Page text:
Wall Framing: Plumbing and Lining Walls

March 25, 2019

Plumbing the outer wall using a string line, level, and turnbuckles

Last time, Ben Bogie and crew stood walls, pulled the bottoms into line, and tightened up the tops. Just before bailing out for the day, they braced the walls to be roughly plumb. Today, they’re going to align the tops of the walls perfectly with the bottoms.

First, Ben walks through with a level to get a feel for where the walls are now. He marks which way the wall needs to move on the studs.

In general, you start with the corners, getting them plumb and braced tightly. Theoretically, if the floor is level and the walls are square, then you really only need to plumb one corner and tighten the top corners. 

But the map is different than the terrain.

 

Plumb the corners first

Ben uses turnbuckle-style concrete wall braces to move the walls. (He learned this from Mike Guertin and Rick Arnold, as he is quick to point out.) The turnbuckle is screwed to a long 2x4 and hoisted into place.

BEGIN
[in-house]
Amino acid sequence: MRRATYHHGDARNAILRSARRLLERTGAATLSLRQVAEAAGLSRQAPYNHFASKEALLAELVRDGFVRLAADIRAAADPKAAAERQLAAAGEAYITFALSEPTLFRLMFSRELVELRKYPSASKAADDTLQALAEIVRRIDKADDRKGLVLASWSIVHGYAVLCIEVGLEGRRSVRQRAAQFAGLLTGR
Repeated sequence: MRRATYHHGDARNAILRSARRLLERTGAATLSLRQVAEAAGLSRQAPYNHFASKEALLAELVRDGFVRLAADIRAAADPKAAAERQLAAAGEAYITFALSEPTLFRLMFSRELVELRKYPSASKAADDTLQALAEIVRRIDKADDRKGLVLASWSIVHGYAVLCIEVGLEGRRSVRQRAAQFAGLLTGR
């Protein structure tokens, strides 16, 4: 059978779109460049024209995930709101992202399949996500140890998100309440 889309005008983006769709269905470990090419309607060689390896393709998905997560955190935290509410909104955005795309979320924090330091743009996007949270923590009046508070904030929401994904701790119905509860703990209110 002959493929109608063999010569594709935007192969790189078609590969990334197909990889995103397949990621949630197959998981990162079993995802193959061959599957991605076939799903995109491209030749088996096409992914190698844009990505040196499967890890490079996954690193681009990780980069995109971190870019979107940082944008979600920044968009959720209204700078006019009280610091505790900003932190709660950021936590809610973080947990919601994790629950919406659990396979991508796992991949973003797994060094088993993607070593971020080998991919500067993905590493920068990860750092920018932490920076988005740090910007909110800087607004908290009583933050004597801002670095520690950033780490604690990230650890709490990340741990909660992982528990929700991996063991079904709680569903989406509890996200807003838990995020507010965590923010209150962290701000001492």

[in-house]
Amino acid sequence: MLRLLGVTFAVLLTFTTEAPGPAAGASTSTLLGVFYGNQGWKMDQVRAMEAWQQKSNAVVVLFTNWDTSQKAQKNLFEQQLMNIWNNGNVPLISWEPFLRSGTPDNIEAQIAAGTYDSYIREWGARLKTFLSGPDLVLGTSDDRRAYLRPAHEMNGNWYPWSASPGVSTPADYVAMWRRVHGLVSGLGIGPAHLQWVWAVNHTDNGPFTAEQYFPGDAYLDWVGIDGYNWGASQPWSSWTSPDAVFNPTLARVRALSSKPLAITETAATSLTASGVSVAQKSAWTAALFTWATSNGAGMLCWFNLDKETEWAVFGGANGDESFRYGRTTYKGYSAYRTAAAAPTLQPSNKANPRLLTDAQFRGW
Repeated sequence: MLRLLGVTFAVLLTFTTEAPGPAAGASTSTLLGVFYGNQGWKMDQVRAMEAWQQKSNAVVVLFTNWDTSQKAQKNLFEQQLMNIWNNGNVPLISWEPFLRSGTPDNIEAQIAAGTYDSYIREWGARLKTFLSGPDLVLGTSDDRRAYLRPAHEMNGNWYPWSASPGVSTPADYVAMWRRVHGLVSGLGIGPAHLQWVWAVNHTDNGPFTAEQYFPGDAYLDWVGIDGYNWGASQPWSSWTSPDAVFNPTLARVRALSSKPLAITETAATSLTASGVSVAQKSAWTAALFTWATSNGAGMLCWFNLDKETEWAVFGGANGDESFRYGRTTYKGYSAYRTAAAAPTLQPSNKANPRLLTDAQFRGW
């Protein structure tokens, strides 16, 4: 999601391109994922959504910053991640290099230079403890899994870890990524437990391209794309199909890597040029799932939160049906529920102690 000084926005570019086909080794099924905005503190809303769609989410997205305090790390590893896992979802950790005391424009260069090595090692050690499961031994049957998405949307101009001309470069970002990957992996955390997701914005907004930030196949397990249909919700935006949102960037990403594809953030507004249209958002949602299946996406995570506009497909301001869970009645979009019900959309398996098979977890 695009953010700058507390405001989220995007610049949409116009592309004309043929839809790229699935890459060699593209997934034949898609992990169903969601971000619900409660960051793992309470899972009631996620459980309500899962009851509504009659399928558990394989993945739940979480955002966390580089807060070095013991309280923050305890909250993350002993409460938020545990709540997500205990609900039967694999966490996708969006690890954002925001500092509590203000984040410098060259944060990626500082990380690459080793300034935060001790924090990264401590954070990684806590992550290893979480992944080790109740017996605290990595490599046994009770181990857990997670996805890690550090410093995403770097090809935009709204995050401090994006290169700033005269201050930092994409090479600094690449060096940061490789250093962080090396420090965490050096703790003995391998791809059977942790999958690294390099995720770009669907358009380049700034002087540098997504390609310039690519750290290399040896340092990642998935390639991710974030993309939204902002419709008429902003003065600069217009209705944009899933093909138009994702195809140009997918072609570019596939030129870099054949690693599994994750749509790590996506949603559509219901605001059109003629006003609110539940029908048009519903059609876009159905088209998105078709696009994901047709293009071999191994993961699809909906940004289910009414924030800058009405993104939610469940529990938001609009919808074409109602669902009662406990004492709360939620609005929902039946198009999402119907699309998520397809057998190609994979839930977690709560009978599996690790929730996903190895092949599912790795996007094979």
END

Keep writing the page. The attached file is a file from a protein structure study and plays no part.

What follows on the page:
The top is screwed into the top of the wall and the bottom is screwed into the bottom plate.
 
Now, Ben cranks the turnbuckle until the corner is plumb. 

“You can only get the wall to move so much in this direction because it's sheathed, but… you can usually get some out of it.”

With that corner plumb in one direction, the other end of the wall is also plumb in that direction, so he can pull out the tacks and flush the outer edge of the other wall, double-checking with a level.
 
Now they focus on plumbing the corners in the other direction, fastening the wall brace and twisting into perfection.

With the corners exactly where they need to be, Ben and Liz go about straightening the top of the wall. They add a few braces to those parts of the wall with big humps and wumps, slowly bringing the wall into alignment with the string line.

 

Move midsections in or out into alignment

Ben screws down into the top plate before cranking on the brace. 

“I put screws through the top plate because sometimes if you’re trying to push the wall, it wants to roll the top plate up and off.”

Eventually, after methodically working down the wall, the top submits to the will of the blueprints and are ready for roof trusses.

 

—This is the fourth part of a seven-part series on framing, flashing, and sealing a double-wall house. 

 


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